Finally, looking at the Prescription Drug Scale. With the score of 14, it is quite clear that he is identifying behaviors associated with prescription drug abuse. Again, as a face valid scale, looking at these individual items will generate a lot of information for the clinician. The clinician will need to look at treatment readiness, discuss medication needs, possible referral and other reported clinical issues.
In this season of Thanksgiving, I felt it appropriate to share some of the many things we at The SASSI Institute are thankful for. This past year has demonstrated our human potential and tenacities in so many ways. Despite the over five million worldwide deaths directly attributable to the COVID virus, our healthcare, teaching and service staff, and yes you, all of the treatment and human service professionals throughout the world have demonstrated that we may have been down, and maybe down again, but we always get back up. There are indeed so many of us that have lost loved ones, friends, or colleagues. Our hearts go out to them. In honor of their suffering and loss, we offer our condolences, our understanding, and our love.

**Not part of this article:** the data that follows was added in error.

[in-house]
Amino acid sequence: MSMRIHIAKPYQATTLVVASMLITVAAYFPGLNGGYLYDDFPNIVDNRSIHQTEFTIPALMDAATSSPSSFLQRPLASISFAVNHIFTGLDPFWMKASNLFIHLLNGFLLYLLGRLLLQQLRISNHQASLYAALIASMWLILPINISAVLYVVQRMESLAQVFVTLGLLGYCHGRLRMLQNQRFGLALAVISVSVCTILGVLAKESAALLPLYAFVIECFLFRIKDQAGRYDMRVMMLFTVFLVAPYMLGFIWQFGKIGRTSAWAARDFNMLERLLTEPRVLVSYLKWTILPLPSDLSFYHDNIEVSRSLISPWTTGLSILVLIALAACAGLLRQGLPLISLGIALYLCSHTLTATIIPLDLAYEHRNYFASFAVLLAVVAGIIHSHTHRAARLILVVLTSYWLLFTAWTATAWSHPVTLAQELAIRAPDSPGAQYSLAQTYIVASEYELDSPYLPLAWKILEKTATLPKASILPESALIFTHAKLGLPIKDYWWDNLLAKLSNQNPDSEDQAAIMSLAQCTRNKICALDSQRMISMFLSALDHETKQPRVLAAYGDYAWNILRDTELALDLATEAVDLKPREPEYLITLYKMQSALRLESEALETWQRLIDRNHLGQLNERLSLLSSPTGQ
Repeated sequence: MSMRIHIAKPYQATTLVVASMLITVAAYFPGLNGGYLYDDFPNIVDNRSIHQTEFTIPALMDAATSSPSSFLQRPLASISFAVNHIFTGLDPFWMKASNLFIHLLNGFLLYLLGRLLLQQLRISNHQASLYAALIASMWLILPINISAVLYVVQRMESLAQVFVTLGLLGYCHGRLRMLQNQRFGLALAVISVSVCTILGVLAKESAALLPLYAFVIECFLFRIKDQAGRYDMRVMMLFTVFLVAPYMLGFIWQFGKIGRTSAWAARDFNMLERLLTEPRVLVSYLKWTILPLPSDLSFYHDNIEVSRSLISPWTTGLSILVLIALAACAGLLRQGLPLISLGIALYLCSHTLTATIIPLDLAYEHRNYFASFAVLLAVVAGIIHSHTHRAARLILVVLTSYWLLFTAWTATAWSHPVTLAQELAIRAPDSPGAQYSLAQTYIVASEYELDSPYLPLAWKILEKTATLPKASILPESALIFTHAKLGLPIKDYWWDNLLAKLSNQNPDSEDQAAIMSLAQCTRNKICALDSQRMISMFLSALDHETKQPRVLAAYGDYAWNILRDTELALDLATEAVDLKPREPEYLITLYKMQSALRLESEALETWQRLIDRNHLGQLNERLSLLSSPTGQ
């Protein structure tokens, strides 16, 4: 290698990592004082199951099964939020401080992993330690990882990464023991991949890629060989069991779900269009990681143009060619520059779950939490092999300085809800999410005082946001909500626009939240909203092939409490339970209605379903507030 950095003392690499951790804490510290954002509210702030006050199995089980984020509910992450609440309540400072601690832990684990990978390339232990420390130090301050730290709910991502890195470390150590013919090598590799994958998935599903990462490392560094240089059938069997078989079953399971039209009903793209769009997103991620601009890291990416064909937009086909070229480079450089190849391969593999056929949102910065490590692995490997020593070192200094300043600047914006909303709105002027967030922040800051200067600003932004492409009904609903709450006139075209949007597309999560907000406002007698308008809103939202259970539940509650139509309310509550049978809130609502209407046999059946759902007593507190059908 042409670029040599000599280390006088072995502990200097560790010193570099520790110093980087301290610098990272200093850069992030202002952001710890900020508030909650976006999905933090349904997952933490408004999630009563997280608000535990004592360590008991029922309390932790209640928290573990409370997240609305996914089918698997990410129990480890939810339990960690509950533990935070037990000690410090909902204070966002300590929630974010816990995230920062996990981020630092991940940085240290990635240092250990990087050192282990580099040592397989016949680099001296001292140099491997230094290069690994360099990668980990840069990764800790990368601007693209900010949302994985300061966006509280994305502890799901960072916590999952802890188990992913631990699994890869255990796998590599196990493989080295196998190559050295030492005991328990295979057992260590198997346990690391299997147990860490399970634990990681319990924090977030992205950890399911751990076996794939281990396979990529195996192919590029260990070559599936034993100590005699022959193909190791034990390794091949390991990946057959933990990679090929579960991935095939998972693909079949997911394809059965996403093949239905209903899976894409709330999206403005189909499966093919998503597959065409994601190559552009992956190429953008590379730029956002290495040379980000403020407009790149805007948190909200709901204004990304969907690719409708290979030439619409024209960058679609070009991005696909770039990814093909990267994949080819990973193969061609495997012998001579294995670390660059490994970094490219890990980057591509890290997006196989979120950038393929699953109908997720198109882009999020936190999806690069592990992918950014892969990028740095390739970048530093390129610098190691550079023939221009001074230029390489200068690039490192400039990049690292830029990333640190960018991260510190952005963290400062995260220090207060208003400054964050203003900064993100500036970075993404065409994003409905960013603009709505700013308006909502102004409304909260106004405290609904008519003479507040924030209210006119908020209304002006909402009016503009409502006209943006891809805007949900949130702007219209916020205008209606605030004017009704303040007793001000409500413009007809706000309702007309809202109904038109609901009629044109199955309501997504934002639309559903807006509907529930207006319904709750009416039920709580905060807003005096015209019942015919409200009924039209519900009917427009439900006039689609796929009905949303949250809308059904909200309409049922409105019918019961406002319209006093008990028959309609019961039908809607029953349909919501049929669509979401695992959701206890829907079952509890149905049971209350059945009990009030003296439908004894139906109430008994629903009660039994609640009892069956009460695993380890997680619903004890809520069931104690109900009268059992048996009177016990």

But the proverbial light is there. We can finally see what may be an end to this horrific pandemic. Thanks to the scientific community and healthcare workers throughout the world, we are finally seeing a reduction in case numbers, and hopefully soon, our ability to declare a finality to this dire and deadly disease. If nothing else, it has proven we are all one people, and that our unity truly stands stronger than any divisiveness. Through it all, we have managed to be there for one another, for our friends, colleagues, and our families. We have remained united, and that is and should continue to be foremost in all our minds, and meriting of our thankfulness.